The scale and scope of digital titans means they touch the lives of almost every citizen, business and media organisation. ComScore – an online measurement firm – reported in 2017 that smartphone users’ favourite app accounts for half of all time spent on apps, while users top ten account for almost the entirety. Facebook and Google account for 8/10 of the most used mobile apps in the US. Such power means that a tweak to a news feed algorithm here, or a change to a platform policy there, can have a dramatic impact on other businesses and publishers in their orbit.
Like newspapers, radio and television companies before them, search and social platforms are attention businesses. But while established publishers take responsibility for the content they host – through shared editorial codes, spectrum based regulation and primary liability for publication – the tech platforms face much weaker standards of liability.
Global tech platforms do not have transparent editorial codes, nor do they have established cultural or public interest norms which their users understand. Legally, they are exempt from most primary publishing liabilities, thanks to exemptions in the EU eCommerce directive and s230 of the Communications Decency Act. These platforms have experienced rapid user growth, enabling the collection of vast swathes of personal data. This data is processed to create intelligence, which is then used to address advertising to citizens on any device, at any time of the day. Converging multiple data sets enables perfect sight of user data, and the ability to expand into new markets with relative ease.
For traditional publishers, content regulation is supplemented by the transparent placement of advertising, linking the brand values of the advertiser with the environment in which they appear. In a pure programmatic world of online platforms, advertising is often disconnected from the content it funds, meaning that advertisers can’t audit where adverts appear, making it harder to hold platforms to account. The case for accountability is not just moral, it is financial too. The media agency WPP has published research suggesting that almost a quarter of global digital ad spend – $16.4bn – was lost to ad fraud in 2017.
Debates about platform regulation that focus on changing the legal framework around liability are often pushed back with the argument that any change would hamper innovation. But equally, an outdated legal framework, that relies on ad hoc political interventions to drive the tech platforms to take action, does not provide the certainty or clarity that potential new entrants to the market would need to build solutions and approaches for the long term.
After two years of company representatives abdicating responsibility, we have woken from the dream of tech utopianism to realise that key institutions of democracy are under threat. Now we are awake, the question is what to do about the power that has accrued whilst we slumbered?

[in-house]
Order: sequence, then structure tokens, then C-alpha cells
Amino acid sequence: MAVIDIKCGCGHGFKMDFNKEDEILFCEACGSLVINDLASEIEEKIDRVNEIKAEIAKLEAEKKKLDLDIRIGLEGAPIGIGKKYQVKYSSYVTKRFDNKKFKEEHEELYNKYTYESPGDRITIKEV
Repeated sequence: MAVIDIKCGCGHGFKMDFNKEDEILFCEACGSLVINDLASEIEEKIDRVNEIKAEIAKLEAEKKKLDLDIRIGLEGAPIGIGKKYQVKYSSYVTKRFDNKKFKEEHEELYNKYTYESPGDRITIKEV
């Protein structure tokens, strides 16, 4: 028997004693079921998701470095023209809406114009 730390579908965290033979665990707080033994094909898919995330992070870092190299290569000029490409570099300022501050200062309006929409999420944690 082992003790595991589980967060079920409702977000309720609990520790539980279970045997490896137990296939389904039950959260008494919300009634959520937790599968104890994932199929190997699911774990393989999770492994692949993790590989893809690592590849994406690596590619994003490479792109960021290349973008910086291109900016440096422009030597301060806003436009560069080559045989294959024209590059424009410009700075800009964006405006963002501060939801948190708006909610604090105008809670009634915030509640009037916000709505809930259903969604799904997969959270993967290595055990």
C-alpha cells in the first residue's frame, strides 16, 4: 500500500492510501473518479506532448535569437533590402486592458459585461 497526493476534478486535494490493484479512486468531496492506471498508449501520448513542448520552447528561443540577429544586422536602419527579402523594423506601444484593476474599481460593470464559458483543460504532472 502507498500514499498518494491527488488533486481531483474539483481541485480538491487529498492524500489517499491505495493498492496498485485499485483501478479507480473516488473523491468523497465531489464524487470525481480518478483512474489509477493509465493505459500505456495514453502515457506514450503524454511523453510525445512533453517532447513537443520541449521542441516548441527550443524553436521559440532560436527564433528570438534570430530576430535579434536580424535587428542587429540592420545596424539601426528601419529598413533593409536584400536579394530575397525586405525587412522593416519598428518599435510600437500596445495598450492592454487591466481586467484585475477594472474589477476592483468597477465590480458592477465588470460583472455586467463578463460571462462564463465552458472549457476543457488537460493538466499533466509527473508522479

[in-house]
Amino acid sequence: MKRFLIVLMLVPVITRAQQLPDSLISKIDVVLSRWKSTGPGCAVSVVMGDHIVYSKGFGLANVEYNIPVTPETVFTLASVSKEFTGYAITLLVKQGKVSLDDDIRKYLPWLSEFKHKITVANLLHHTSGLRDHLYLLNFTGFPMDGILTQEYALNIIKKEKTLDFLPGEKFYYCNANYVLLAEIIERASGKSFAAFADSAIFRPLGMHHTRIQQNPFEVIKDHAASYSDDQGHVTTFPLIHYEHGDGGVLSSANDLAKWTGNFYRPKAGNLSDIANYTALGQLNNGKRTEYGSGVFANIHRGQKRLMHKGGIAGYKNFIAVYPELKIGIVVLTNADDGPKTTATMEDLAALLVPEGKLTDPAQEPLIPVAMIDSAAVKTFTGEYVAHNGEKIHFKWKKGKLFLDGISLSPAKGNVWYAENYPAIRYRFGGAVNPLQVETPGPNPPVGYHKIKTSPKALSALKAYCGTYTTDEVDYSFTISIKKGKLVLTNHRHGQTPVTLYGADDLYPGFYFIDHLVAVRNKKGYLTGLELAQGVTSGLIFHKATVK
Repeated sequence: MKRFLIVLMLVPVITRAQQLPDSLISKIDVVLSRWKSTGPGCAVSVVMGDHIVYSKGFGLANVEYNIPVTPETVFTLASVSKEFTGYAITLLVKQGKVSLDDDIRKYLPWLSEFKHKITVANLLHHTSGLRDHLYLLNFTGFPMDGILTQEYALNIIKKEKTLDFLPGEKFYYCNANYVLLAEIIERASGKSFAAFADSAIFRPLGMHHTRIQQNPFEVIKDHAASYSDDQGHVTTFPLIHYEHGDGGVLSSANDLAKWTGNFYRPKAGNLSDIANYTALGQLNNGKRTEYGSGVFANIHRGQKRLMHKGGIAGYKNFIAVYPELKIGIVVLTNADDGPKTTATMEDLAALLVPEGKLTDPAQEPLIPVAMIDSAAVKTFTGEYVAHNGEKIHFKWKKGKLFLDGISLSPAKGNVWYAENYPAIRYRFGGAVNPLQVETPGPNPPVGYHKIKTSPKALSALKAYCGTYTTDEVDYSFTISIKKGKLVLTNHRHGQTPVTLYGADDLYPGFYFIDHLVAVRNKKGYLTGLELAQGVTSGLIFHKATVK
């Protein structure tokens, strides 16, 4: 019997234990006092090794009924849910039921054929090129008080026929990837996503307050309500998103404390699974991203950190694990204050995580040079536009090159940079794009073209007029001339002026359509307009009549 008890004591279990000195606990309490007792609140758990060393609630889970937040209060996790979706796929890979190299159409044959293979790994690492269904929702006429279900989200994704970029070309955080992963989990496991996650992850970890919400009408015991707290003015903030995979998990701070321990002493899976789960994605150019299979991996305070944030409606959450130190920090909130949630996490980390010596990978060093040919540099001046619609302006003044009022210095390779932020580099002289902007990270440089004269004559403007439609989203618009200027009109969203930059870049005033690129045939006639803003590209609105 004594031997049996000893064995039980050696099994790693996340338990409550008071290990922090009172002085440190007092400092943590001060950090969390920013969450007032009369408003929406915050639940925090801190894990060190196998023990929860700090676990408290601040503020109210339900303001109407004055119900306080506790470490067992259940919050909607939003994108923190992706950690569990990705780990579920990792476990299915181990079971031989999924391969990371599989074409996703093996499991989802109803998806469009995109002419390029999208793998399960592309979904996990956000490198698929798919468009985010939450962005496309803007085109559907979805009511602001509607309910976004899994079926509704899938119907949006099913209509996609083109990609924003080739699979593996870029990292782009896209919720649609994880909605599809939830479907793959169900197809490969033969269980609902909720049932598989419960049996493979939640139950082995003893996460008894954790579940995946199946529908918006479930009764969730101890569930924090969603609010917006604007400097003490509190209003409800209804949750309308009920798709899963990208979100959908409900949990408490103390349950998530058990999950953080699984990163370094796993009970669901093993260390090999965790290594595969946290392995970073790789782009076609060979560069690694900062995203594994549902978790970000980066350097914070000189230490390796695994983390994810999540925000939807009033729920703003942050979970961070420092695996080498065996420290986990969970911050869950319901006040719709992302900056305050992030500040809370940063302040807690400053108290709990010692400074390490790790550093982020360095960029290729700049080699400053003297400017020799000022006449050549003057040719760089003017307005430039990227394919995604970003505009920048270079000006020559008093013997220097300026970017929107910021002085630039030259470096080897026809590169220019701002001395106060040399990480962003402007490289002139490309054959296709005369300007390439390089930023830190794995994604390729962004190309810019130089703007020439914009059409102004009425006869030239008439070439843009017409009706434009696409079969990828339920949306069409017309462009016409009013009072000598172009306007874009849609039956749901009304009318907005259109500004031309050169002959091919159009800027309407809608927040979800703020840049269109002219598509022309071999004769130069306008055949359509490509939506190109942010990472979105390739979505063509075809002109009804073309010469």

First, we have become much more aware of the problems posed by hate speech, bullying, trolling, terrorism, fake news and misinformation. While letters from Select Committee Chairs to CEOs and ad hoc Government interventions provide some accountability, they are sticking plasters on a bigger problem. A transparent, accountable legal framework is essential.
Second, the Information Commissioner and Shadow Digital Minister are right to focus on reform of the regulation of election and political advertising. Using 98 data points to sell intelligence that could sway a swing seat is a qualitatively different transaction to getting people interested in buying a new Ford Focus. The law needs to treat them as such.
Third, search and social platforms should be included within the media plurality framework to assess the impact of platform policies and algorithm changes on the media that citizens consume. This need is made more urgent by the emergence of new forms of media delivery, such as AI powered audible devices like Google Home or Amazon Echo.
Fourth, in the context of tackling fake news and misinformation, advertisers – including the Government – should demand to know where every impression they buy on search and social platforms lands. This should not be seen as an optional cost of doing business that only responsible advertisers are expected to absorb, but in relation to all advertising that is traded programmatically.
Fifth, the Government should recognise that being pro-tech doesn’t necessarily mean being pro-tech takeover.
As the author and technologist Ben Thompson has written, “networks are the monopoly makers of the Internet era… when it comes to the Internet, the single most effective tool in antitrust regulation is keeping social networks in separate competitive companies.” German and Australian policy-makers have taken the lead on this issue.
Sixth, we need a longer-term debate about the system of media regulation that governs a world that is decreasingly reliant on spectrum, and increasingly reliant on intellectual property flows. The objective should be the creation of a regulatory environment that enables shareholder returns, whilst empowering citizens in a rich, informed democracy.
Peter Thiel recently told a friend, who was thinking about running for Governor of California, that he should be able to answer the question, “Why is tech good for the average person in California?” It can’t be that ‘it’s making us more connected’, or that ‘it’s going to cure all diseases’. Thiel said he wasn’t able to come up with an answer, and I couldn’t come up with one, either”.
We used to stand aside as Silicon Valley built the new world in front of us, thinking they had all the answers. Now we realise that they are human after all, it’s time we mere mortals stepped in.